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A 2015 Stanford study on boards of directors in nonprofit organizations found that “over two thirds (69 percent) of nonprofit directors say their organization has faced one or more serious governance related problems in the past 10 years.” In fact, according to management consultant Peter Drucker, “Boards of nonprofit organizations malfunction as often as they function effectively.”
So how does an organization improve effectiveness and increase board performance? Earlier research focused more on improvements of procedural documents, structures, policies and bylaws. As one author put it, “earlier works examined how the governance game was organized; we concentrated on how it was actually played.” Most current recommendations can be boiled down to the three P’s of board performance: People, Process and Planning.
Author and consultant Jim Collins calls this the who, then the what: Getting the right people on the bus first, and then figuring out what they are going to do. The right people can mean those with competencies that can help advance the mission of your organization, but it can also mean people who will actively participate and try to be a part of the “team” rather than just sitting on a board for the title. It also means getting rid of the wrong people.
People also refers to the concept of developing meaningful relationships with board members, executives and committee members. This “interpersonal dimension” is key to creating a sense of inclusiveness among trustees and cultivating leadership within the board.
The most important part of any nonprofits process should be adherence to its mission. Once the organizational mission is determined, every step of every process should serve to further that mission. Are you selecting new board members? How do they help advance the mission? Updating your bylaws? Are they further advancing the mission? By interpreting every action of the organization through the lens of mission, you can help keep the organization on track and increase its effectiveness. Process also includes clearly defining roles and responsibilities, expectations and anticipated outcomes. Developing a training program for new board members? Creating a new committee? How does it further the mission?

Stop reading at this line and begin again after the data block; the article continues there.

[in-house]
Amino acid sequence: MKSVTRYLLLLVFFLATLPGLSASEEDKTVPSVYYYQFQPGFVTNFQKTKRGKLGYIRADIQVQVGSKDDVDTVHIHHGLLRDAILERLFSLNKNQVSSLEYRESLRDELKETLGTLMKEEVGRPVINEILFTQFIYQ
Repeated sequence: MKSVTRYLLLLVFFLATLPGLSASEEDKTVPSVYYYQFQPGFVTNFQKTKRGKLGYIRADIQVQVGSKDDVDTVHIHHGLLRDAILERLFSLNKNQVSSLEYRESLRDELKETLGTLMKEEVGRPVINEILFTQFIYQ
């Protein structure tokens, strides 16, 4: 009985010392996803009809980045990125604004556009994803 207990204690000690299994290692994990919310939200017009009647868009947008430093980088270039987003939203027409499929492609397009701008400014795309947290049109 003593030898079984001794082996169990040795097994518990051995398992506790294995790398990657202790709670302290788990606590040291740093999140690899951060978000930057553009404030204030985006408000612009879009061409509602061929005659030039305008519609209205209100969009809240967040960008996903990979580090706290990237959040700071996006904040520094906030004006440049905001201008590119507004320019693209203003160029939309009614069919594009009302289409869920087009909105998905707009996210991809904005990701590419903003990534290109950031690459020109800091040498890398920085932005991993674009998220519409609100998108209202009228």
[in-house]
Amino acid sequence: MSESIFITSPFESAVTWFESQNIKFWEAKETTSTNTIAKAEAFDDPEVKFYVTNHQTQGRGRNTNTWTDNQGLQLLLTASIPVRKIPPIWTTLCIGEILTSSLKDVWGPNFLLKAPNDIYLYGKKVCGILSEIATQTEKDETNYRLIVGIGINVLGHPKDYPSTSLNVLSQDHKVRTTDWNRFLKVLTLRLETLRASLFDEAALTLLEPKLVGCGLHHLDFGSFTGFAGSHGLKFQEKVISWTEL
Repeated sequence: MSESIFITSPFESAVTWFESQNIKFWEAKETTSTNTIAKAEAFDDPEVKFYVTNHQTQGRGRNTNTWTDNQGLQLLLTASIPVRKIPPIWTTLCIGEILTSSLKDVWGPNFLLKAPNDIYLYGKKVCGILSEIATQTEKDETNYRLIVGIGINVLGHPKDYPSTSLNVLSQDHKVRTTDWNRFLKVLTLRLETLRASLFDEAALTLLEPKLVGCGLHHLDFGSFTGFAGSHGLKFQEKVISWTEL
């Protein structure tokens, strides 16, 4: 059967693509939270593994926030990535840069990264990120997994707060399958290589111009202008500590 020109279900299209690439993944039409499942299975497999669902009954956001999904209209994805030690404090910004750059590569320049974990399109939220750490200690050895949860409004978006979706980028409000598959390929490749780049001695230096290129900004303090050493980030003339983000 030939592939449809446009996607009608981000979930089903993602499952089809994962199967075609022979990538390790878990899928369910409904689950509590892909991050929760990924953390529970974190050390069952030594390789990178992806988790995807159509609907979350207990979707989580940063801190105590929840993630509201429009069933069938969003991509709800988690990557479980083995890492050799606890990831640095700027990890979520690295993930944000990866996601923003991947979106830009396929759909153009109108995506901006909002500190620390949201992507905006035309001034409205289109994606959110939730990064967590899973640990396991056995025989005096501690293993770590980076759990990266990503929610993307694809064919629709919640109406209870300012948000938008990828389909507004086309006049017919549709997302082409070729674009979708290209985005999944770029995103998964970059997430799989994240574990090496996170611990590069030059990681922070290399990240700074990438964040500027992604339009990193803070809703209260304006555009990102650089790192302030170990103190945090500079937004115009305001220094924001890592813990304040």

Next to mission, strategic planning is seen as the most important tool for creating effective boards. High-performing boards should not be focused on the day-to-day activities of your nonprofit but should be looking one year, three years and five years down the road. Long-term planning is the process of determining how you get from where you are to where you want to be. It includes developing performance metrics to help you measure success. This involves analyzing how you are doing things, what is working and what isn’t. Creating a five-year plan for your organization? As Peter Drucker says, “A clear mission translates into operational goals.” So how do those goals tie into your mission?
Bo Buchanan is a graduate of the Master of Nonprofit Leadership and Management program at Arizona State University. Buchanan has a Bachelor of Arts degree in Communication from the University of New Mexico, sits on the Arizona CURESMA Board of Directors and is the President of the George Roskruge & S. Barry Casey Masonic Memorial Library & Museum of Arizona.